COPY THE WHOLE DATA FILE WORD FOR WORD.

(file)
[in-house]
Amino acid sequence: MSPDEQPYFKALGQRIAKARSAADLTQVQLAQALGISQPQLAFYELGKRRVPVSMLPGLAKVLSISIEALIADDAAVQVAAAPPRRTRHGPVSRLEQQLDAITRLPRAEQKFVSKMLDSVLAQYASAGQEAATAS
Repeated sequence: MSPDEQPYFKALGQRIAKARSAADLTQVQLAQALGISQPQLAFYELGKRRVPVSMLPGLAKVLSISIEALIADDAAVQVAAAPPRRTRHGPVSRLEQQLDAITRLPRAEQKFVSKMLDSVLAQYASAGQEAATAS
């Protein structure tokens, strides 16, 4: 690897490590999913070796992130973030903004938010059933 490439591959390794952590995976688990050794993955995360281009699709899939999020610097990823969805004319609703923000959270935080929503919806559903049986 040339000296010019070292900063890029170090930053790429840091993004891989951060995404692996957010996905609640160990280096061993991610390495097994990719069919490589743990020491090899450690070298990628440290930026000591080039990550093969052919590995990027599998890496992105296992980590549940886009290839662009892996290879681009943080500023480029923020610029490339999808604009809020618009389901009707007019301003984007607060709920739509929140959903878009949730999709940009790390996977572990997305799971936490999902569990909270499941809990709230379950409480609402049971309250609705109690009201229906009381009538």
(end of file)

[in-house]
Amino acid sequence: MSPDEQPYFKALGQRIAKARSAADLTQVQLAQALGISQPQLAFYELGKRRVPVSMLPGLAKVLSISIEALIADDAAVQVAAAPPRRTRHGPVSRLEQQLDAITRLPRAEQKFVSKMLDSVLAQYASAGQEAATAS
Repeated sequence: MSPDEQPYFKALGQRIAKARSAADLTQVQLAQALGISQPQLAFYELGKRRVPVSMLPGLAKVLSISIEALIADDAAVQVAAAPPRRTRHGPVSRLEQQLDAITRLPRAEQKFVSKMLDSVLAQYASAGQEAATAS
């Protein structure tokens, strides 16, 4: 690897490590999913070796992130973030903004938010059933 490439591959390794952590995976688990050794993955995360281009699709899939999020610097990823969805004319609703923000959270935080929503919806559903049986 040339000296010019070292900063890029170090930053790429840091993004891989951060995404692996957010996905609640160990280096061993991610390495097994990719069919490589743990020491090899450690070298990628440290930026000591080039990550093969052919590995990027599998890496992105296992980590549940886009290839662009892996290879681009943080500023480029923020610029490339999808604009809020618009389901009707007019301003984007607060709920739509929140959903878009949730999709940009790390996977572990997305799971936490999902569990909270499941809990709230379950409480609402049971309250609705109690009201229906009381009538």